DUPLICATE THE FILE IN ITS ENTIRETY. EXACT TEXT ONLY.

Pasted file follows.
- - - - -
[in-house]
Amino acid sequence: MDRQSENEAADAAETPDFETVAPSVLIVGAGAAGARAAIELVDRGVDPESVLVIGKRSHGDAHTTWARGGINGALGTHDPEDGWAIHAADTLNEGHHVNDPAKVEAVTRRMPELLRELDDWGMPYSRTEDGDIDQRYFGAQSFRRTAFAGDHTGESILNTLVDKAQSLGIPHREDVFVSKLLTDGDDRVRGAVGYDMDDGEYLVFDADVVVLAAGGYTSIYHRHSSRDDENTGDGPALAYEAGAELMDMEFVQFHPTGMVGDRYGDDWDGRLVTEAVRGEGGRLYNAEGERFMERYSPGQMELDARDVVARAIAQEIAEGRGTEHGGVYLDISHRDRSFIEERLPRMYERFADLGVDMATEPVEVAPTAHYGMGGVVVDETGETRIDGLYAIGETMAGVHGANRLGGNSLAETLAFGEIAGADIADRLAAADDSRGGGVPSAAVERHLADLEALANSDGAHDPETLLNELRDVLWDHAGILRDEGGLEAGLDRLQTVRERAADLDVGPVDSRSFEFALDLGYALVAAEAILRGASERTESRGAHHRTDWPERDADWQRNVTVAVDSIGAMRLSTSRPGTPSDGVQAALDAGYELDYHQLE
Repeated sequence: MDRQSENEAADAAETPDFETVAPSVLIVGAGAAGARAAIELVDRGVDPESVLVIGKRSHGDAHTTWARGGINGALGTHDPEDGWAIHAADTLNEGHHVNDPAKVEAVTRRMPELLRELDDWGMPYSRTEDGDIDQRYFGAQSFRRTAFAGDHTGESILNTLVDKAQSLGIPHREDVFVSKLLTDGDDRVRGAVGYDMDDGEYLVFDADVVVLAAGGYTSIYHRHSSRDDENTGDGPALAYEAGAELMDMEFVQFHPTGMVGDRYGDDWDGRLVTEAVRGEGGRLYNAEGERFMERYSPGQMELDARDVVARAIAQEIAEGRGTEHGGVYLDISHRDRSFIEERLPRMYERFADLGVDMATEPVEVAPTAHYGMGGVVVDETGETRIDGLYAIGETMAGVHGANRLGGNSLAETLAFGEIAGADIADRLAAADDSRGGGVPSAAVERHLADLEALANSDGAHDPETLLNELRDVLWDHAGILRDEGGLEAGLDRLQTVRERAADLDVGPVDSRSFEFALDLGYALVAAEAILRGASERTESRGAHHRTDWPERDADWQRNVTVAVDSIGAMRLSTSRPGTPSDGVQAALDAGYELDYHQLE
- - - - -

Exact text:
[in-house]
Amino acid sequence: MDRQSENEAADAAETPDFETVAPSVLIVGAGAAGARAAIELVDRGVDPESVLVIGKRSHGDAHTTWARGGINGALGTHDPEDGWAIHAADTLNEGHHVNDPAKVEAVTRRMPELLRELDDWGMPYSRTEDGDIDQRYFGAQSFRRTAFAGDHTGESILNTLVDKAQSLGIPHREDVFVSKLLTDGDDRVRGAVGYDMDDGEYLVFDADVVVLAAGGYTSIYHRHSSRDDENTGDGPALAYEAGAELMDMEFVQFHPTGMVGDRYGDDWDGRLVTEAVRGEGGRLYNAEGERFMERYSPGQMELDARDVVARAIAQEIAEGRGTEHGGVYLDISHRDRSFIEERLPRMYERFADLGVDMATEPVEVAPTAHYGMGGVVVDETGETRIDGLYAIGETMAGVHGANRLGGNSLAETLAFGEIAGADIADRLAAADDSRGGGVPSAAVERHLADLEALANSDGAHDPETLLNELRDVLWDHAGILRDEGGLEAGLDRLQTVRERAADLDVGPVDSRSFEFALDLGYALVAAEAILRGASERTESRGAHHRTDWPERDADWQRNVTVAVDSIGAMRLSTSRPGTPSDGVQAALDAGYELDYHQLE
Repeated sequence: MDRQSENEAADAAETPDFETVAPSVLIVGAGAAGARAAIELVDRGVDPESVLVIGKRSHGDAHTTWARGGINGALGTHDPEDGWAIHAADTLNEGHHVNDPAKVEAVTRRMPELLRELDDWGMPYSRTEDGDIDQRYFGAQSFRRTAFAGDHTGESILNTLVDKAQSLGIPHREDVFVSKLLTDGDDRVRGAVGYDMDDGEYLVFDADVVVLAAGGYTSIYHRHSSRDDENTGDGPALAYEAGAELMDMEFVQFHPTGMVGDRYGDDWDGRLVTEAVRGEGGRLYNAEGERFMERYSPGQMELDARDVVARAIAQEIAEGRGTEHGGVYLDISHRDRSFIEERLPRMYERFADLGVDMATEPVEVAPTAHYGMGGVVVDETGETRIDGLYAIGETMAGVHGANRLGGNSLAETLAFGEIAGADIADRLAAADDSRGGGVPSAAVERHLADLEALANSDGAHDPETLLNELRDVLWDHAGILRDEGGLEAGLDRLQTVRERAADLDVGPVDSRSFEFALDLGYALVAAEAILRGASERTESRGAHHRTDWPERDADWQRNVTVAVDSIGAMRLSTSRPGTPSDGVQAALDAGYELDYHQLE